Ill try to explain this and not get too technical. The reason they are more efficient is that they utilize the earth as a free energy source. During the heating season they rob heat from the constant 55 degree earth temperature. Deheated water enters the ground loop circulates through the loop gathering energy, heat, and then transfers it via heat exchanger to the refrigerant in the indoor unit, heat pump. The compressor then pressurizes this refrigerant, sends it trough the indoor coil, evaporator, where the fan blows air to transfer the heat into the house. Once the heat exchanger absorbs the heat from the water it returns to the ground to start the cycle again. Sometimes during extremely cold weather the unit is just too small to generate enough heat to maintain the space temperature. This is when the auxillary kicks in to suppliment as C'hunter mentioned.
During cooling cycle, the heat/water transfer described above is reversed. The ground absorbs the energy, heat, transferred from the house to the water. Since the condensing occurs at a much lower temperature, 55 degrees from the earth coupled water, than typical summer outdoors temperatures, which are much higher (80-90) the compressor doesnt have to work as hard thus saving electrical amps, i.e. money.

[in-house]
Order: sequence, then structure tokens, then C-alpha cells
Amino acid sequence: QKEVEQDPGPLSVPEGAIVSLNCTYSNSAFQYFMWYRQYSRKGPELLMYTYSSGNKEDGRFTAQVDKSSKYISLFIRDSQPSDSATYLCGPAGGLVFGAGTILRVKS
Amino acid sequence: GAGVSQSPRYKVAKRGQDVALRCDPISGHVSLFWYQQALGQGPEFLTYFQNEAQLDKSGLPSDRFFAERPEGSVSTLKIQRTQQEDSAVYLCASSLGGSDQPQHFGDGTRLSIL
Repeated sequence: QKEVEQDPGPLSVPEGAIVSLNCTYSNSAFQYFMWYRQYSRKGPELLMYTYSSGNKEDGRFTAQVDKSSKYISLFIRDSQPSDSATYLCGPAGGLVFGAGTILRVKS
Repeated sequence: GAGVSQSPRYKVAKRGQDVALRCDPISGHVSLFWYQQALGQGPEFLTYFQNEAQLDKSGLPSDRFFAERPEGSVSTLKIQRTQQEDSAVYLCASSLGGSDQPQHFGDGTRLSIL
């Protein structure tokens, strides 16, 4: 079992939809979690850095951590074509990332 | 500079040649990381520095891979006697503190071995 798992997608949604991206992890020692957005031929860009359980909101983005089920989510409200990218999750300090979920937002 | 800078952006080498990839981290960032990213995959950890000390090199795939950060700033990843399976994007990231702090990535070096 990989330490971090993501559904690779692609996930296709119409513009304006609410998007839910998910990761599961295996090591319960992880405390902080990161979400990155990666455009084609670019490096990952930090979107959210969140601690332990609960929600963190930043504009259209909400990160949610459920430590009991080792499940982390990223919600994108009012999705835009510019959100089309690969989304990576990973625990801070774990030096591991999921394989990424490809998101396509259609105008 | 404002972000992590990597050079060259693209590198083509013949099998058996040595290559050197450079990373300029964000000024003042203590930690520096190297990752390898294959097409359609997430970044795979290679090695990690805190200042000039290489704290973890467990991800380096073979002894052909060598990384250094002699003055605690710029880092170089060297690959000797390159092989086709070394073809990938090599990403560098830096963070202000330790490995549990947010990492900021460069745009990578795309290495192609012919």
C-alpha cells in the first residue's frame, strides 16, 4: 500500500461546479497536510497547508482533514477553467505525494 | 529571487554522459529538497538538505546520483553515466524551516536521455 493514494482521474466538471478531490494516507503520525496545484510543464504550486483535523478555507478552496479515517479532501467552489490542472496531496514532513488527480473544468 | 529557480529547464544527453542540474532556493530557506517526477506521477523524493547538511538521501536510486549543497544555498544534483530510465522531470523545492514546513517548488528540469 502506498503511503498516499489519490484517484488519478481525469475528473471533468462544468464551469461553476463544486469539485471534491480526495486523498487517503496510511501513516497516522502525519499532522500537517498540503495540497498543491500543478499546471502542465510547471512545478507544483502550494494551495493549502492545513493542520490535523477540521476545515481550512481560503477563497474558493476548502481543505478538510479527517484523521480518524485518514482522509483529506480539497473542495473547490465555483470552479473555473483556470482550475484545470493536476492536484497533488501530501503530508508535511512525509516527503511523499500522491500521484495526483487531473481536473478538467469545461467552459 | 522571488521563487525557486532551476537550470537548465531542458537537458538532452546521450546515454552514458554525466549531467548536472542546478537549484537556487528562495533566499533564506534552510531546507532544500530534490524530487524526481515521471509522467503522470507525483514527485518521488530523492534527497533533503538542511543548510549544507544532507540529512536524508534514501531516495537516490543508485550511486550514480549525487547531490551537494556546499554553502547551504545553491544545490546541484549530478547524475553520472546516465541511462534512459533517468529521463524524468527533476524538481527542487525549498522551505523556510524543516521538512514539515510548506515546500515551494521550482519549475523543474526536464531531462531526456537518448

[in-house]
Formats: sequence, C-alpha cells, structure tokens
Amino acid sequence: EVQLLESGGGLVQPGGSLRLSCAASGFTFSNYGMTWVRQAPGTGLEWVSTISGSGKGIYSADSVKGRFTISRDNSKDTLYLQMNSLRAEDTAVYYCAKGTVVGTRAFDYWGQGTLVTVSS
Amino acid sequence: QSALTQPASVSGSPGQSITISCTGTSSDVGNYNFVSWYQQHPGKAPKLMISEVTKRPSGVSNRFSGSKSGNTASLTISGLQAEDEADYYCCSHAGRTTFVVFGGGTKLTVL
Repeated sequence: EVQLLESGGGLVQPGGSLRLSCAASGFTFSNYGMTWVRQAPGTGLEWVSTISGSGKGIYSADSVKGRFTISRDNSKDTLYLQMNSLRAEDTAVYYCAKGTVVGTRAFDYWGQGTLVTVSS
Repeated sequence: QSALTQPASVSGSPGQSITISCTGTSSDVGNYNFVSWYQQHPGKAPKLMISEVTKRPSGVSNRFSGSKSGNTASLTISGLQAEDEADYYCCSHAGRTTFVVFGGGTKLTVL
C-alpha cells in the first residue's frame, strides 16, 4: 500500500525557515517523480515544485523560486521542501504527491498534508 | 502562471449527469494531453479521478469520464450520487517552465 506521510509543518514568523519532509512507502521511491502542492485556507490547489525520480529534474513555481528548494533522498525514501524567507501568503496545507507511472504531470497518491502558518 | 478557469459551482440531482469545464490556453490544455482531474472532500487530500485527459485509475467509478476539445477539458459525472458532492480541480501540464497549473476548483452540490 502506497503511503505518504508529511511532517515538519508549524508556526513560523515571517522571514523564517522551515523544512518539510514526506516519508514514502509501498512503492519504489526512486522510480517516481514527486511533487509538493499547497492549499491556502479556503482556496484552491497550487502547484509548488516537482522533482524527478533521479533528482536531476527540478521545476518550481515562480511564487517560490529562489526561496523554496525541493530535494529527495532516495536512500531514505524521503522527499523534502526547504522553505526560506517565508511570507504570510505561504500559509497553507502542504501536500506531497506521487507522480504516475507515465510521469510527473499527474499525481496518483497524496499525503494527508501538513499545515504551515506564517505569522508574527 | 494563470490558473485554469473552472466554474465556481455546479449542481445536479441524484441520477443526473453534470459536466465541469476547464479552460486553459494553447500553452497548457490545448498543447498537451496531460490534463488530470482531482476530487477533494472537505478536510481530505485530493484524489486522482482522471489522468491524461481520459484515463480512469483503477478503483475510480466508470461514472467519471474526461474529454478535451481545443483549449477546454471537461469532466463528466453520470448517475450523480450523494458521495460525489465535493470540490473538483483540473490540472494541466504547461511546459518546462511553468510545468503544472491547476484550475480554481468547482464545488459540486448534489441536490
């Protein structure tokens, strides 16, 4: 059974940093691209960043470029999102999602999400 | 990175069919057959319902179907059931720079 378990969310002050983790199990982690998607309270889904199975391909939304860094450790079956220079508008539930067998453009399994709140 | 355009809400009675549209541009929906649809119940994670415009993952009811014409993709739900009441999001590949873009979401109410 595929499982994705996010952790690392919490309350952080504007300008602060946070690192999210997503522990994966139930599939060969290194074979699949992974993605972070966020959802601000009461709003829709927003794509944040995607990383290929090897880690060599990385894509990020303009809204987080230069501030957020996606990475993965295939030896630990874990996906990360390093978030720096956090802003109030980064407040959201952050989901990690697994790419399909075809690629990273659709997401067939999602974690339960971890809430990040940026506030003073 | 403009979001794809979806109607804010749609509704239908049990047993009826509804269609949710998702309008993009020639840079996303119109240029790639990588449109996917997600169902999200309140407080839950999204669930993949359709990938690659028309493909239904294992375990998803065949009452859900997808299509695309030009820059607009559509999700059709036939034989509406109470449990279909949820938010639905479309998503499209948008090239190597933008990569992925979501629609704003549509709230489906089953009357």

If you install yours as suggested to your domestic water well pump you will have to dispose of the water as there will be no way to pump it back into the ground. A creek, pond or other would be appropriate. This is a rare installation but absolutely not unheard of. The reason for the high initial cost is that most are closed loop systems, which require many shallow wells or a few deep ones. The more tons of cooling you need the more surface area contact the loop will need with the earth thus the more wells. If you can figure out what to do with the water, your installation would be considerably less expensive. The typical payback on the initial investment of a closed loop is about 4 years but since yours would be cheaper you could expect a payback of say 2-3 yrs.